But Elizabeth Gaskell, a Victorian novelist, saw a different war waging in England between the aristocratic “old money” of the south and the working class “new money” of the north. In her novel North and South, Gaskell seeks to find a way to bring together old and new; rich and poor. Gaskell has an optimistic hope for mankind: a hope that we can just “get along.”
To portray this idealistic vision of England, Gaskell follows the life of young Margaret Hale. Like many heroines of the Victorian novel, Margaret cares for the poor, has hope for social reform, and is guided by moral principles. Unfortunately, Margaret’s perfectionism leads her into a kind of snobbery, and threatens the fulfillment of true intimacy. When she and her family relocate from the comfortable south to the industrial north, Margaret must readjust her thinking about what it means to be a proper human being.
England was in the throes of the industrial revolution when Gaskell wrote North and South. The French and American revolutions were still on the minds of all; the need to reconcile the classes was a theme present in much literature of all cultures. The fight for the abolition of slavery was waging. Philosophy and religion were pushing boundaries. Culture was shifting.
Margaret found a way to reconcile two very different worldviews. She found this reconciliation through the development of relationships. She learned to look into the heart and minds of individuals rather than institutions.
We need to learn something about reconciliation from Margaret. As I write this, I’m listening to my children play “nerf-gun war” with new Christmas toys in the next room. Bullets are flying. There is laughing. There are shrieks of frustration and shrieks of joy. They’re waging a pretty good war, because like all human beings, they love to fight. I’m the mom, so it’s no surprise that I’m the one who insisted upon goggles for the fray, and I step in when things get out of control. But who steps in for us when institutions wage war? It’s up to us as individuals to build relationships.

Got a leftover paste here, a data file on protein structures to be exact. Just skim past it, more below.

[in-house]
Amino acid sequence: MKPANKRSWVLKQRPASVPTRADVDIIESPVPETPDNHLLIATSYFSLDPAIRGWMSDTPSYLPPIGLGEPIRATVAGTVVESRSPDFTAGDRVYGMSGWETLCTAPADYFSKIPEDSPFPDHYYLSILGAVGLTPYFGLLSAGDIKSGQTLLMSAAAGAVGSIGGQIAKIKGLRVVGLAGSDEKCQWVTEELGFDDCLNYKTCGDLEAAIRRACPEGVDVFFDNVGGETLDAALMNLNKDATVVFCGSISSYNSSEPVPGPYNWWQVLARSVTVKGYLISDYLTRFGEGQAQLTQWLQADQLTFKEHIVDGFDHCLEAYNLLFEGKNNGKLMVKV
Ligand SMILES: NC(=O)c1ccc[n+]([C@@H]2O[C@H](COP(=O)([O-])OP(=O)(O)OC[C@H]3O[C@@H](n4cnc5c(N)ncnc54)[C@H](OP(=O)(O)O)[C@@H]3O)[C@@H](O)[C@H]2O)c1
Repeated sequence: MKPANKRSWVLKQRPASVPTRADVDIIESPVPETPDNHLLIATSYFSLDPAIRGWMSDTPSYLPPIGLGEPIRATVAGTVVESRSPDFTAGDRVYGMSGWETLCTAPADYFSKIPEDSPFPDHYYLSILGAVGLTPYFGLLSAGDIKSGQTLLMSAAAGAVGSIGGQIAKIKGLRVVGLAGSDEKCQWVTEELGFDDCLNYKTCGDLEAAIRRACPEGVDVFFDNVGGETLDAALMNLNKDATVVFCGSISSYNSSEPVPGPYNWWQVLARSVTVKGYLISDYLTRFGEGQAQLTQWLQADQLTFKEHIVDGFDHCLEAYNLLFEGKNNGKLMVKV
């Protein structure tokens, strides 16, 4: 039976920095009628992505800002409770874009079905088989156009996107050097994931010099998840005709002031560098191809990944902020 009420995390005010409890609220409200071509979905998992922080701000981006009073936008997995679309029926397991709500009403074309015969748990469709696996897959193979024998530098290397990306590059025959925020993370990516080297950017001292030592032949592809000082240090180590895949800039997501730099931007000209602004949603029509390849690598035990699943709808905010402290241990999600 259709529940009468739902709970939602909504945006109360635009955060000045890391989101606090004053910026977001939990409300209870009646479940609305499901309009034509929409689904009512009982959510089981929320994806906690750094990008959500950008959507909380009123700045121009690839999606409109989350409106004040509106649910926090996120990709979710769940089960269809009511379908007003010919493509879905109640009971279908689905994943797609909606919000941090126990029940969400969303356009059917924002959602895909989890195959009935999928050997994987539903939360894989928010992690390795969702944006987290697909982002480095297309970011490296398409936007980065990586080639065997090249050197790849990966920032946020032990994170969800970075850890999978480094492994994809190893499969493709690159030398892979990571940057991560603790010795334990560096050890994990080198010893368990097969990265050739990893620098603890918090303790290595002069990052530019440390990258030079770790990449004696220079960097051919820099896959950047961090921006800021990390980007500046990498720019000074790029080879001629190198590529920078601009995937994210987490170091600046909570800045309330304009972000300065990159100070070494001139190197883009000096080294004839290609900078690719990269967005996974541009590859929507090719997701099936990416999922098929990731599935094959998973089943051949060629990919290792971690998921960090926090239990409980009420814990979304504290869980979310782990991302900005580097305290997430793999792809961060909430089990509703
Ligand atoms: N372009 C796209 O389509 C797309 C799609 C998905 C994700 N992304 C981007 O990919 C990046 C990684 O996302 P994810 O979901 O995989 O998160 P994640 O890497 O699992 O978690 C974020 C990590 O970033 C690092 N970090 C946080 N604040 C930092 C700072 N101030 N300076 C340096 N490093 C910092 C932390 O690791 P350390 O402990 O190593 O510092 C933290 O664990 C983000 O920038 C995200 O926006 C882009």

In North and South, Margaret does something completely uncharacteristic of a Victorian lady. She steps in between John Thornton and an angry mob. She shields him, and is bloodied and bruised as a result. But her bloodshed is an essential part of restoration.
I think that reconciliation often involves a fight. Sometimes we’d rather remain comfortably distant, shooting our nerf-gun arrows at one another. They usually don’t hurt, but we can’t be reconciled to each other as long as we’re shooting. The right thing to do is to shield each other from the melee.
Margaret didn’t shield John Thornton because he was her lover. In fact, they were rather at odds. That’s what makes her sacrifice that much more heroic. It’s easy to fight for those we love. It’s harder to fight for those whose opinions, philosophies, or religious beliefs differ from ours.
I find Margaret’s example rather inspiring. I have my own set of prejudices. I think if we’re all honest, we’ll find that we all struggle with some preconceived notions about others. It’s not enough, however, to know in our heart that our desire to disdain is wrong. I think we need to actually step into the battle and take a shot for the enemy.
It’s the right thing to do.
North and South: you deserve a place in my musty study.